‘Randall’ Review: Tackling a Not-So-Far-Off Dystopian Future
I sure have played a lot of platformers in my time. That makes me sound like an old man, which I am not. Generally, each platformer shares some of the same mechanics as the last. Randall is a platformer that stands out in certain areas but also falters in others. Let me set the story for you before we get into this one.
In Randall, you play as, well, Randall, a telepath who suffers from slight schizophrenia. You live in a world that, honestly, probably isn’t too far off from the future we’re headed towards now. Everyone seems to be just okay with constantly being under surveillance. You are tasked with taking down the overlords in this dystopian future. The plot is laid out for you from here and isn’t really all that hard to follow. There’s dialogue between the different characters you run into; it’s actually pretty interesting to read sometimes. While reading conversations between characters, I noticed a few references and jokes that I’ve seen on the Internet before.
Unfortunately, none of the characters I have met have really been memorable. I think there was a character you met before entering each new area of the city, and I can’t for the life of me remember their name. Randall, himself, was a little dry but had his moments. He’s hardened by his lifestyle, but he still finds time to make a joke here and there.
The setting of the game matches the story themes. I have a secret love for all things dystopian, whether they are movies or games. So, I guess you can say that this one already had some positive points going into it. The ambiance and the sound for the game matched the setting well. I felt like I was traversing through a dystopian future with the drab coloration and sounds, but it all works together.
This sets up the platforming mechanics in the game. For the most part, the layout of each area works well. Not only does it work well but it presents a challenge—some of the most challenging platforming since I’ve played Super Meat Boy. There were times where I wanted to just walk away from my PC in anger, which is insane because I never get angry at games. This one was one of the first to really get under my skin. Though, some of the deaths were in part to some key press lag. I found plenty of times where I would put in the command to jump and Randall just wouldn’t work with me.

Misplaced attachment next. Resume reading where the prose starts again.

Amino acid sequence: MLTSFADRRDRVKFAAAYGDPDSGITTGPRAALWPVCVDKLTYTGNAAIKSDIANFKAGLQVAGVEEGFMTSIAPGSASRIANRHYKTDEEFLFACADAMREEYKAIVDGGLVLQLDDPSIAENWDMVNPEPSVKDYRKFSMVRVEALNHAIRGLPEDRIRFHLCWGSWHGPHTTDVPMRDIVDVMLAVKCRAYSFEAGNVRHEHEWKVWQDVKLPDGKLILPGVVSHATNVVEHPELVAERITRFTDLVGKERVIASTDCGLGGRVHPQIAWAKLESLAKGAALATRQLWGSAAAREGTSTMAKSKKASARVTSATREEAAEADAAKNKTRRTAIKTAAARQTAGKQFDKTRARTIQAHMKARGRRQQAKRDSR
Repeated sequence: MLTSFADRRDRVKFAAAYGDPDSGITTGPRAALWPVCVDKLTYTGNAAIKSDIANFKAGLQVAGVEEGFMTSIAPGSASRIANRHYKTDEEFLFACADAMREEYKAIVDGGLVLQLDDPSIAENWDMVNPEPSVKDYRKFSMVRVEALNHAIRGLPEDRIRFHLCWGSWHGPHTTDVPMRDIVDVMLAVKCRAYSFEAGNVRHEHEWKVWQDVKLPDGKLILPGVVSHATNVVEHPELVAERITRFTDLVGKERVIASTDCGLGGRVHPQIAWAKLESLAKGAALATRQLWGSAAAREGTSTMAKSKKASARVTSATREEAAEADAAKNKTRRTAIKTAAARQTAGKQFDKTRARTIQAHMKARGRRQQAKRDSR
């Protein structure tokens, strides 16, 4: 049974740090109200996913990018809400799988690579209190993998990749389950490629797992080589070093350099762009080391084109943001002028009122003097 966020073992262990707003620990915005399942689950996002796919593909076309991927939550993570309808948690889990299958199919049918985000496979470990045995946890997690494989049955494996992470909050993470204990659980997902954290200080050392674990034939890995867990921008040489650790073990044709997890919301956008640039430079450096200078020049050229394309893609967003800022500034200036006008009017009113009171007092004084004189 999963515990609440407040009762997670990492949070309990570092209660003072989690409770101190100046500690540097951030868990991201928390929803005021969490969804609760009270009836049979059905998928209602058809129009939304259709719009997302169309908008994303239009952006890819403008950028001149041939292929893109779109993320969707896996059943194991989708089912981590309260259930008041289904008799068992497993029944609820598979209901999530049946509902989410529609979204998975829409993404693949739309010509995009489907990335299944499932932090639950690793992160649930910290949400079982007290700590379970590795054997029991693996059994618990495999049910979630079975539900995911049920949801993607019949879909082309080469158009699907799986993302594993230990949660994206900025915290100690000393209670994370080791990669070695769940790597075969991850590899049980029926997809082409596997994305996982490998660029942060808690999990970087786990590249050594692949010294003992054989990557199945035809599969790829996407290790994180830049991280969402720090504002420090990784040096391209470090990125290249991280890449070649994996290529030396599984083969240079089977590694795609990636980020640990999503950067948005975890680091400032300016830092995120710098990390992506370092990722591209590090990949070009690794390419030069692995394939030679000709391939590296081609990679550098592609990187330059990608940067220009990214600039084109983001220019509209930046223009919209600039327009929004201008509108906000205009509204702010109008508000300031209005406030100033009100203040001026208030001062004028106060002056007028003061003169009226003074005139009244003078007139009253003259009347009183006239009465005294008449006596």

Along with traversing the dystopian (we sure are using that word a lot huh?) obstacles in the world, there is some combat mixed in here. Randall can learn a slew of abilities; some physical, some not-so-physical. By this, I mean that Randall, at a certain point, can take control of his opponents’ minds and force them to fight for him. He needs it because the combat in the game is less than satisfactory. The fact that I can only fight one enemy at a time really irks me. When there are multiple enemies at once, I want to group them all up and fight them all at once. Nope.You’re actually told to separate them as you can only target one at a time. There is a command to pull an enemy away to single them out—the problem here is that there are enemies that used ranged attacks. Say you have a group of enemies that you are fighting, you could be pummeling one and the others in the group will just have their way with you. Randall can dodge out of the way, which will block attacks if you pass through them. I didn’t personally find the bosses to be too challenging after a couple rounds of learning the tactics.
You’re actually told to separate them as you can only target one at a time. There is a command to pull an enemy away to single them out—the problem here is that there are enemies that use ranged attacks. Say you have a group of enemies you’re fighting. You could be pummeling one and the others in the group will just have their way with you. At least Randall can dodge out of the way, which will block attacks if you pass through them. With these systems in place, I didn’t find the bosses to be too challenging after a couple rounds of learning the tactics.
Randall conveys an image of the future that doesn’t seem too far off. It tells a story of a man trying to lead a revolution to overthrow the overlords keeping an eye on everyone. Randall is a pretty alright platformer; there are many challenging parts that will really try your patience. The ambiance and setting of the game are shown well enough through the design and sound. Fighting your enemies is lackluster, though, and I found myself dying a lot due to the fact that I could only target one opponent at a time.
The platforming was equally as frustrating at times. There were always obstacles in your path that would either instantly kill you or drain your health at such a rate that made it impossible to get out safely. There are plenty of platformers out there, and each one, ideally, stands apart from the last. Randall will make a mark in my book as one to remember, but only for a small period of time until the next great platformer releases.
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Review statement: The copy of this game was supplied by the developer for the sake of this review.